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Could your memories bring the history of Wills Memorial Building to life?

Wills Tower which stands some 68 metres tall

Wills Tower which stands some 68 metres tall

The Law Library in the Wills Memorial Building

The Law Library in the Wills Memorial Building

Press release issued: 15 March 2012

Wills Memorial Building, the symbolic centrepiece of the University of Bristol, is being featured in a new project which aims to collate people’s memories of 10 key places in the city for a new online resource to compliment the popular Doors Open Day annual event.

Organisers of Bristol: Opening Doors want to encourage the public to engage and interact with their local built environment in an informal way by giving year-round virtual access to the interiors, stories and memories.

Members of the public, students and staff are asked to share their own personal recollections at a special day which has been organised for Tuesday, 20 March.

The project will collect physical, social and historical information to create an online resource which will include short films, teaching and learning resources for schools, an interactive online blog, a printed trail map and a smart phone application.

It’s due to be launched in the autumn with an exhibition, guided urban walk and an Opening Doors Day event for schools and the public.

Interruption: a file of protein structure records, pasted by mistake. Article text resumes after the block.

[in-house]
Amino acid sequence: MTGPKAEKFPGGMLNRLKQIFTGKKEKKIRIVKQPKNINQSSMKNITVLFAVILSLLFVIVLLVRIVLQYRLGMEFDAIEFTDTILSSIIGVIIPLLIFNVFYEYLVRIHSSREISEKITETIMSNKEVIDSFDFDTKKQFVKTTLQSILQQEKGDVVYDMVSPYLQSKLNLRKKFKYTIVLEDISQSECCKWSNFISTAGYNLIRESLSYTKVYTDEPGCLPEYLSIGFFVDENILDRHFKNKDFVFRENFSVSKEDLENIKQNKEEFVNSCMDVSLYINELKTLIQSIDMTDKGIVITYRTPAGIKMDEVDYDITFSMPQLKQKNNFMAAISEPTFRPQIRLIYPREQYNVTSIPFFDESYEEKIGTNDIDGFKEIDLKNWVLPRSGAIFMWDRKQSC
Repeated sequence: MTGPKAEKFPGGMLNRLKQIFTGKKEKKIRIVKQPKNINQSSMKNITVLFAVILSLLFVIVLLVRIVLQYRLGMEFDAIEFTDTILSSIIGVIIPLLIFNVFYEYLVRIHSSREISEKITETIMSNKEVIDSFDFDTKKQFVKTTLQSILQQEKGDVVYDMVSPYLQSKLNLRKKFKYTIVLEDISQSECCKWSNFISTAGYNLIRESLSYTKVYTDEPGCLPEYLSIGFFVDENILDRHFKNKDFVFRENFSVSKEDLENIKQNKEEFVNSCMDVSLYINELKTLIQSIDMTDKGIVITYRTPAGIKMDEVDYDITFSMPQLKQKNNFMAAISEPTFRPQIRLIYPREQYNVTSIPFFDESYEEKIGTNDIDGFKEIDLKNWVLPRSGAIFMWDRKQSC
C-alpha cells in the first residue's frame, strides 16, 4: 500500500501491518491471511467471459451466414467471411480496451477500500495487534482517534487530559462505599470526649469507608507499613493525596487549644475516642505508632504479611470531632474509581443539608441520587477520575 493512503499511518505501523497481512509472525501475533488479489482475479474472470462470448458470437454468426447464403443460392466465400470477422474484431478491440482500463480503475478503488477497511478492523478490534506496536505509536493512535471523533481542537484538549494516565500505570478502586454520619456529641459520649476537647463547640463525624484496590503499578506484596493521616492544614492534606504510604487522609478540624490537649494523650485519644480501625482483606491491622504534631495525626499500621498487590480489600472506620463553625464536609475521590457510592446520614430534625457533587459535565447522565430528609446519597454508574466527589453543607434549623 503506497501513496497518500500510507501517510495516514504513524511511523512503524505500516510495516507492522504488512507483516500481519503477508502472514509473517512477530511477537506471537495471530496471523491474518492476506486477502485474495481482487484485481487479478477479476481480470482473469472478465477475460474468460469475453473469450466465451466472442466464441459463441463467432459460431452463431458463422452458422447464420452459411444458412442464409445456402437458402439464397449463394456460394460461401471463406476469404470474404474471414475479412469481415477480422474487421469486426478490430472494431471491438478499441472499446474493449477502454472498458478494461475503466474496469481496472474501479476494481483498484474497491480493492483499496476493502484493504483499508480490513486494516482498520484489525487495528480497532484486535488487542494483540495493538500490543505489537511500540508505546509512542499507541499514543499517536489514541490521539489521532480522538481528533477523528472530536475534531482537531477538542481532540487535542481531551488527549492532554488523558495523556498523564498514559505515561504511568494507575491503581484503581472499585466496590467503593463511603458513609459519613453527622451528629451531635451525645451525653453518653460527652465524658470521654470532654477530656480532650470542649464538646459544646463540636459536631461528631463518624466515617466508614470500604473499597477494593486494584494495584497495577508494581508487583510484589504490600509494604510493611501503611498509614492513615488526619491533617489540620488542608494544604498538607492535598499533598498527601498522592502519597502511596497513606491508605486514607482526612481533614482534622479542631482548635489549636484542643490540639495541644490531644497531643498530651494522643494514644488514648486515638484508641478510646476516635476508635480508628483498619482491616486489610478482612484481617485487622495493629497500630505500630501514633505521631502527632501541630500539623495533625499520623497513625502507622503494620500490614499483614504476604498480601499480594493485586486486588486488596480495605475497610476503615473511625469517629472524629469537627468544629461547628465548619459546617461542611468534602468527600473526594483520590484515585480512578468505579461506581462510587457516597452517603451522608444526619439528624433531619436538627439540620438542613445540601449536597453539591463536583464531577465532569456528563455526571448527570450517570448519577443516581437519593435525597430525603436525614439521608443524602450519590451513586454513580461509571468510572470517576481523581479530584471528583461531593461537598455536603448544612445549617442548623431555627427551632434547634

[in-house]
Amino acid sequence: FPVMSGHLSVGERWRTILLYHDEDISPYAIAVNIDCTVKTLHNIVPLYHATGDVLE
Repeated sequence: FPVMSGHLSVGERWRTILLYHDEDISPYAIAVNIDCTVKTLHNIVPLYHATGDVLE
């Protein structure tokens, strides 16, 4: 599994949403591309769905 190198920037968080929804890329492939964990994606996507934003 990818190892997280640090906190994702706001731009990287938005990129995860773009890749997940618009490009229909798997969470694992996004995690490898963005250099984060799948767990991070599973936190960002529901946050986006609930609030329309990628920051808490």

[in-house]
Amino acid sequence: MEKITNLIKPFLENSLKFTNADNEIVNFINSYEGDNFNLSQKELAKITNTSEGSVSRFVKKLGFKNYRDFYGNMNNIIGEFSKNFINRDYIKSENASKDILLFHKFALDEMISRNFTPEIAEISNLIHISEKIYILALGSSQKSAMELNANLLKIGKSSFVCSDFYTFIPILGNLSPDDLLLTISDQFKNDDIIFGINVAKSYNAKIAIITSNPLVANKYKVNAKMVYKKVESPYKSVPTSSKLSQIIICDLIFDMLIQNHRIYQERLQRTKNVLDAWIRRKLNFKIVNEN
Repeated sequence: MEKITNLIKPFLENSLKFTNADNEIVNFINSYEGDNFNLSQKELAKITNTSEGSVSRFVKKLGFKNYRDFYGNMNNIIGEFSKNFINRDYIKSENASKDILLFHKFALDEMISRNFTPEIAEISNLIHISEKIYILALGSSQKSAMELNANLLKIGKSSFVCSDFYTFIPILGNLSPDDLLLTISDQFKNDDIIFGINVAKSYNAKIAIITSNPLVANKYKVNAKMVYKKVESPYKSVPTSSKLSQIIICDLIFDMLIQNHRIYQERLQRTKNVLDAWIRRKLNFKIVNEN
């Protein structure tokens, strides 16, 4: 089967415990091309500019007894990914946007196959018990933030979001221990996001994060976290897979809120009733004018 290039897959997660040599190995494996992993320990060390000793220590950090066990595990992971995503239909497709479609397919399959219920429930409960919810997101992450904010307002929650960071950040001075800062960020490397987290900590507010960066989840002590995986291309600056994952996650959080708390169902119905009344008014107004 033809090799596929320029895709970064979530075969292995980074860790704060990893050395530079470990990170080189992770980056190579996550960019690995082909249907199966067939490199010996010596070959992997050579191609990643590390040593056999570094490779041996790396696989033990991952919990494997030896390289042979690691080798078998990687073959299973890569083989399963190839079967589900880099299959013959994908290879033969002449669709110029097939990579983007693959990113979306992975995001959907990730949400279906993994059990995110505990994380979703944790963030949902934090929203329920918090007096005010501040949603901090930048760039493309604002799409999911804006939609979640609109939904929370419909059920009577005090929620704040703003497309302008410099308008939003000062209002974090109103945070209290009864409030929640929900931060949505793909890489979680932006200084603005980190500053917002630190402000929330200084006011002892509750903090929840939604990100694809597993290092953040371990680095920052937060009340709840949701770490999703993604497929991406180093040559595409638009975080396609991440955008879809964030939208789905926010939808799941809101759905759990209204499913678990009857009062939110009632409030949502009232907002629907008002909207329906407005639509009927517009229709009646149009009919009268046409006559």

The 10 buildings involved in the project are:

  • 29 Queen Square
  • All Saints Church, Clifton
  • Bristol Old Vic
  • Bristol Temple Meads Railway Station
  • Colston’s Almshouse and Chapel
  • Horizon House: Environment Agency
  • Old Council House
  • St James Priory
  • The Exchange, Corn Street
  • Wills Memorial Building

Wills Memorial Building is one of Bristol’s tallest and most iconic buildings. The imposing Neo Gothic landmark features the famous Great George bell – the sixth largest in England, weighing in at 9.5 tonnes.

Officially opened in 1925 by King George V and Queen Mary, it now houses the University’s School of Law and the School of Earth Sciences, in addition to hosting graduation ceremonies twice a year and a whole host of public events.

The view from the top of Wills Tower, some 68 metres above Park Street, is unparalleled and tours of the building have become popular thanks with visitors hoping to gain a unique insight into the history of the building, which was badly damaged during the Blitz in 1940.

If you have an interesting tale or link with one of these buildings and would like to share your story on Tuesday, 20 March then please contact The Architecture Centre via email or call 0117 922 1540. There are still some spaces left but interested participants should make contact beforehand to find out more and to book a time.

Further information

Bristol: Opening Doors received a grant of £33,100 from the Heritage Lottery Fund (HLF) with additional support from the Bristol Buildings Preservation Trust, Bristol City Council and The Drake Trust.

The project is led by The Architecture Centre and aims to complement Bristol Doors Open Day, an annual event each September when many of Bristol’s significant contemporary and historic buildings open their doors to the general public.

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